ISSN 2674-8053

russia and ukraine: attempts to establish a peace plan

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The war between Russia and Ukraine has been a prolonged and devastating conflict., with significant humanitarian and geopolitical consequences. In the midst of this chaotic scenario, efforts were made to seek a peaceful solution and establish a peace plan between the two nations. However, Ukrainian President Volodymyr Zelensky has shown a refusal to go ahead with the proposals presented so far.

Although the current conflict is little more than a year old, tensions between the two countries are much older and have already been the object of attempts to establish peace agreements. Among the most outstanding attempts are:

  1. Minsk Accords: The Minsk Agreements, signed in 2014 e 2015, were major international efforts to resolve the crisis in eastern Ukraine. These agreements provided for a ceasefire, the withdrawal of foreign troops and the restoration of Ukrainian territorial integrity. However, these agreements were not fully implemented and fighting continued.
  2. Normandy Initiative: On Normandy initiative, led by Germany and France, sought a political solution to the conflict in Ukraine. It involved meetings between Russia's leaders, Ukraine, Germany and France, with the aim of finding a diplomatic solution. However, yet, the results of these negotiations have been limited.
  3. unilateral ceasefire: On several occasions, Ukraine announced unilateral ceasefires as a goodwill gesture to promote dialogue and seek a peaceful solution. However, these truces were not lasting, and fighting broke out on several occasions.

As we consider the current conflict, it is also possible to see that proposals do not seem to emerge that effectively lead to pacification. On the one hand, Russia's demands are very deep.

One of Russia's main proposals is for Ukraine to pledge never to join NATO.. Ukraine, in its turn, rejects this requirement, as it sees NATO as a guarantee of its security.

Another Russian proposal is for Ukraine to recognize the independence of the breakaway regions of Donetsk and Luhansk.. Ukraine also rejects this requirement., as he sees this as an acknowledgment of Russia's illegal annexation of Crimea.

Russia also demanded that Ukraine demilitarize and denazify. Ukraine denies it is a Nazi country and says it will not demilitarize, as this would leave it vulnerable to a further Russian attack..

on the other hand, the ukrainian president, Volodymyr Zelensky, has refused to go ahead with any of the Russian peace proposals, saying it will not give in to any demands that threaten Ukraine's sovereignty or territorial integrity.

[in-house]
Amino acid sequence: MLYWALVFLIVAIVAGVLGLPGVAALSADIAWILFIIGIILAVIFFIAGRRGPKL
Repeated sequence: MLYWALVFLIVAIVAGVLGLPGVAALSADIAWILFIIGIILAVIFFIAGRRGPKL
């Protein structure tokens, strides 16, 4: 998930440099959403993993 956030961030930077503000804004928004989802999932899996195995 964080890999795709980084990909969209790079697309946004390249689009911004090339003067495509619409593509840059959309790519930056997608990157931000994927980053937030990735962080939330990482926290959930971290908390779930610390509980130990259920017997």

One of the most recent attempts to pursue a peace plan was proposed by Pope Francis.. The peace plan has been met with caution and skepticism by both warring parties.. Russia has said it is open to discussing the plan., but that it will not give in to any demand that threatens its national security. Ukraine, in its turn, said she is willing to discuss the plan, but that it will not accept any agreement that does not recognize its sovereignty and territorial integrity.

Pope Francis' peace plan includes a series of proposals, including:

  • An immediate ceasefire;
  • Withdrawal of Russian troops from Ukraine;
  • The guarantee of the territorial integrity and sovereignty of Ukraine;
  • Ensuring Ukraine's security against future attacks;
  • The establishment of a truth and reconciliation commission;
  • Providing humanitarian aid to war victims.

Pope Francis' plan is an important step towards finding a peaceful solution to the war in Ukraine. However, It is important to note that the plan is only a proposal, and that both parties to the conflict need to be willing to make concessions for an agreement to be reached.

While on the Russian side the moves are towards seeking a solution that considers a reality different from the one in which the conflict began, on the ukrainian side there is a low availability for talks in the multilateral scope. during the date, the Ukrainian president went so far as to declare that “we don't need mediators” for the conflict, which explains his more incisive position on continuing the war to achieve a total victory.

Regardless of the ideological or geopolitical position that each one may adopt, Efforts must be directed towards building a proposal that ends the war and not one that leads to victory for one side or the other. Civil societies in both countries are suffering, as well as the rest of the world, with the consequences of this war.

Rodrigo Cintra
Post-Doctorate in Territorial Competitiveness and Creative Industries, by Dinâmia - Center for the Study of Socioeconomic Change, of the Higher Institute of Labor and Enterprise Sciences (ISCTE, Lisboa, Portugal). PhD in International Relations from the University of Brasília (2007). He is Executive Director of Mapa Mundi. ORCID